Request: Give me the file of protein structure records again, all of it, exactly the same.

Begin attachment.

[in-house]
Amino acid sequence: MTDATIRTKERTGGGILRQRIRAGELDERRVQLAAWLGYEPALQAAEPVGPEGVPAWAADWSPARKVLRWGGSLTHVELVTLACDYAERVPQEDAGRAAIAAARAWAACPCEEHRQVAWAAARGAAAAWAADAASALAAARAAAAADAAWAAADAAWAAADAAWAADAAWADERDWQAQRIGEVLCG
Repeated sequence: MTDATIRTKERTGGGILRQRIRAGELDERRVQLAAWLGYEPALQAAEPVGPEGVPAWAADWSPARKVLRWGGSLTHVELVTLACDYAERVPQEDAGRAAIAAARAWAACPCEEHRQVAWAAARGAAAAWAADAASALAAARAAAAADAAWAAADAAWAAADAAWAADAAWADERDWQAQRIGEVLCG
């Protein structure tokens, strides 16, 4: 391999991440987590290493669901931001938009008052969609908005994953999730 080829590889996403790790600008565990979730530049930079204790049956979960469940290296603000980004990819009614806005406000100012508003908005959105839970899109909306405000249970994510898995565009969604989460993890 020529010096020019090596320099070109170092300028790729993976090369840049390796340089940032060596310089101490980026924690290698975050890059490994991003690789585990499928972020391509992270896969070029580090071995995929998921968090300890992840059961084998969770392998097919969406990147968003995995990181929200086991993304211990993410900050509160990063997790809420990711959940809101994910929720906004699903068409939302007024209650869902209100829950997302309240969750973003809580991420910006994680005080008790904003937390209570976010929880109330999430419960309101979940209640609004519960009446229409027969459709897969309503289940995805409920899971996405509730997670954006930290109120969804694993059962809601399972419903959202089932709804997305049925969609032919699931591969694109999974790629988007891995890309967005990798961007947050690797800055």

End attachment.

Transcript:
[in-house]
Amino acid sequence: MTDATIRTKERTGGGILRQRIRAGELDERRVQLAAWLGYEPALQAAEPVGPEGVPAWAADWSPARKVLRWGGSLTHVELVTLACDYAERVPQEDAGRAAIAAARAWAACPCEEHRQVAWAAARGAAAAWAADAASALAAARAAAAADAAWAAADAAWAAADAAWAADAAWADERDWQAQRIGEVLCG
Repeated sequence: MTDATIRTKERTGGGILRQRIRAGELDERRVQLAAWLGYEPALQAAEPVGPEGVPAWAADWSPARKVLRWGGSLTHVELVTLACDYAERVPQEDAGRAAIAAARAWAACPCEEHRQVAWAAARGAAAAWAADAASALAAARAAAAADAAWAAADAAWAAADAAWAADAAWADERDWQAQRIGEVLCG
């Protein structure tokens, strides 16, 4: 391999991440987590290493669901931001938009008052969609908005994953999730 080829590889996403790790600008565990979730530049930079204790049956979960469940290296603000980004990819009614806005406000100012508003908005959105839970899109909306405000249970994510898995565009969604989460993890 020529010096020019090596320099070109170092300028790729993976090369840049390796340089940032060596310089101490980026924690290698975050890059490994991003690789585990499928972020391509992270896969070029580090071995995929998921968090300890992840059961084998969770392998097919969406990147968003995995990181929200086991993304211990993410900050509160990063997790809420990711959940809101994910929720906004699903068409939302007024209650869902209100829950997302309240969750973003809580991420910006994680005080008790904003937390209570976010929880109330999430419960309101979940209640609004519960009446229409027969459709897969309503289940995805409920899971996405509730997670954006930290109120969804694993059962809601399972419903959202089932709804997305049925969609032919699931591969694109999974790629988007891995890309967005990798961007947050690797800055």